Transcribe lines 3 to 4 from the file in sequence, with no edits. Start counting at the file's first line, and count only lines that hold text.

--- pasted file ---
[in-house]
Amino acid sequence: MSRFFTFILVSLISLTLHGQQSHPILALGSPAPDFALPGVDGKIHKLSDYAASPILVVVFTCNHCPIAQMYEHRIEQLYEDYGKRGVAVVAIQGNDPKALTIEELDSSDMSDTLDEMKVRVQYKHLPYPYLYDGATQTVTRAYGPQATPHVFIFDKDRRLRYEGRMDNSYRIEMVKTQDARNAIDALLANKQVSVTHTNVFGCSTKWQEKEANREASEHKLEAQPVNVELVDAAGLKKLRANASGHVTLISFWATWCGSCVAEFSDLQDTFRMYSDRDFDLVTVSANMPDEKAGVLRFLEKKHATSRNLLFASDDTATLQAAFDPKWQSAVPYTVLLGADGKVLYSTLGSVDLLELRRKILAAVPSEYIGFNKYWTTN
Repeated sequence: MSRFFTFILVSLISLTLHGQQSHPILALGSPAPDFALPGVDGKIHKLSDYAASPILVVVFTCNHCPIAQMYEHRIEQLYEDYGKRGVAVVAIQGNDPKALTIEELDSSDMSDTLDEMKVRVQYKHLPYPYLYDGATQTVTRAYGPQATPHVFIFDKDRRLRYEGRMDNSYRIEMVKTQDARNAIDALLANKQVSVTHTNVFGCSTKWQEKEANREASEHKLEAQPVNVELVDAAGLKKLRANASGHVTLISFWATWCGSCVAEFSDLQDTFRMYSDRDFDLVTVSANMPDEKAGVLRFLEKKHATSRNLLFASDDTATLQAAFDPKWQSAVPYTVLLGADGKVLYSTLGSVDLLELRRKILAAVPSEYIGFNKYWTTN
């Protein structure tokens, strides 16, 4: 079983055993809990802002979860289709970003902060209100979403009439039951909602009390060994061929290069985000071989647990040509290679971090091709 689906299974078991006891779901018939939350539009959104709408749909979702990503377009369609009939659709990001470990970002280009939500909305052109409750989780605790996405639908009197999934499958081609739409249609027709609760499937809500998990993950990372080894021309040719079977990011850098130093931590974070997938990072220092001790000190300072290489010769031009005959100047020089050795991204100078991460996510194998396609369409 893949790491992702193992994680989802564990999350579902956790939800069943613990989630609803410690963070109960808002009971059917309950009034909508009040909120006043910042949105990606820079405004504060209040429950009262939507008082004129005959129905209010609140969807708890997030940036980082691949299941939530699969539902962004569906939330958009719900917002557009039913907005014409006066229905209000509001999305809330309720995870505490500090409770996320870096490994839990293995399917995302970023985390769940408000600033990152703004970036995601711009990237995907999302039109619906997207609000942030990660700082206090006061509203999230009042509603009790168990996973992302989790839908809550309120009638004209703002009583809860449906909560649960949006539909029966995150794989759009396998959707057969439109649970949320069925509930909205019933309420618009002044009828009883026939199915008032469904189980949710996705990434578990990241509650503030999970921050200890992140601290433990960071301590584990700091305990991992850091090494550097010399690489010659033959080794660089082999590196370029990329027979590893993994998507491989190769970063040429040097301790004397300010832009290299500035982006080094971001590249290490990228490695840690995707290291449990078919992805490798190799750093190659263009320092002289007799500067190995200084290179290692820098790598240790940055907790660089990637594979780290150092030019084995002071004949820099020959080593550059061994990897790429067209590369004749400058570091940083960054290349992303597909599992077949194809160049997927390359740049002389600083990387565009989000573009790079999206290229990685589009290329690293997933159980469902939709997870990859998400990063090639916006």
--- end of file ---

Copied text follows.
Repeated sequence: MSRFFTFILVSLISLTLHGQQSHPILALGSPAPDFALPGVDGKIHKLSDYAASPILVVVFTCNHCPIAQMYEHRIEQLYEDYGKRGVAVVAIQGNDPKALTIEELDSSDMSDTLDEMKVRVQYKHLPYPYLYDGATQTVTRAYGPQATPHVFIFDKDRRLRYEGRMDNSYRIEMVKTQDARNAIDALLANKQVSVTHTNVFGCSTKWQEKEANREASEHKLEAQPVNVELVDAAGLKKLRANASGHVTLISFWATWCGSCVAEFSDLQDTFRMYSDRDFDLVTVSANMPDEKAGVLRFLEKKHATSRNLLFASDDTATLQAAFDPKWQSAVPYTVLLGADGKVLYSTLGSVDLLELRRKILAAVPSEYIGFNKYWTTN
């Protein structure tokens, strides 16, 4: 079983055993809990802002979860289709970003902060209100979403009439039951909602009390060994061929290069985000071989647990040509290679971090091709 689906299974078991006891779901018939939350539009959104709408749909979702990503377009369609009939659709990001470990970002280009939500909305052109409750989780605790996405639908009197999934499958081609739409249609027709609760499937809500998990993950990372080894021309040719079977990011850098130093931590974070997938990072220092001790000190300072290489010769031009005959100047020089050795991204100078991460996510194998396609369409 893949790491992702193992994680989802564990999350579902956790939800069943613990989630609803410690963070109960808002009971059917309950009034909508009040909120006043910042949105990606820079405004504060209040429950009262939507008082004129005959129905209010609140969807708890997030940036980082691949299941939530699969539902962004569906939330958009719900917002557009039913907005014409006066229905209000509001999305809330309720995870505490500090409770996320870096490994839990293995399917995302970023985390769940408000600033990152703004970036995601711009990237995907999302039109619906997207609000942030990660700082206090006061509203999230009042509603009790168990996973992302989790839908809550309120009638004209703002009583809860449906909560649960949006539909029966995150794989759009396998959707057969439109649970949320069925509930909205019933309420618009002044009828009883026939199915008032469904189980949710996705990434578990990241509650503030999970921050200890992140601290433990960071301590584990700091305990991992850091090494550097010399690489010659033959080794660089082999590196370029990329027979590893993994998507491989190769970063040429040097301790004397300010832009290299500035982006080094971001590249290490990228490695840690995707290291449990078919992805490798190799750093190659263009320092002289007799500067190995200084290179290692820098790598240790940055907790660089990637594979780290150092030019084995002071004949820099020959080593550059061994990897790429067209590369004749400058570091940083960054290349992303597909599992077949194809160049997927390359740049002389600083990387565009989000573009790079999206290229990685589009290329690293997933159980469902939709997870990859998400990063090639916006």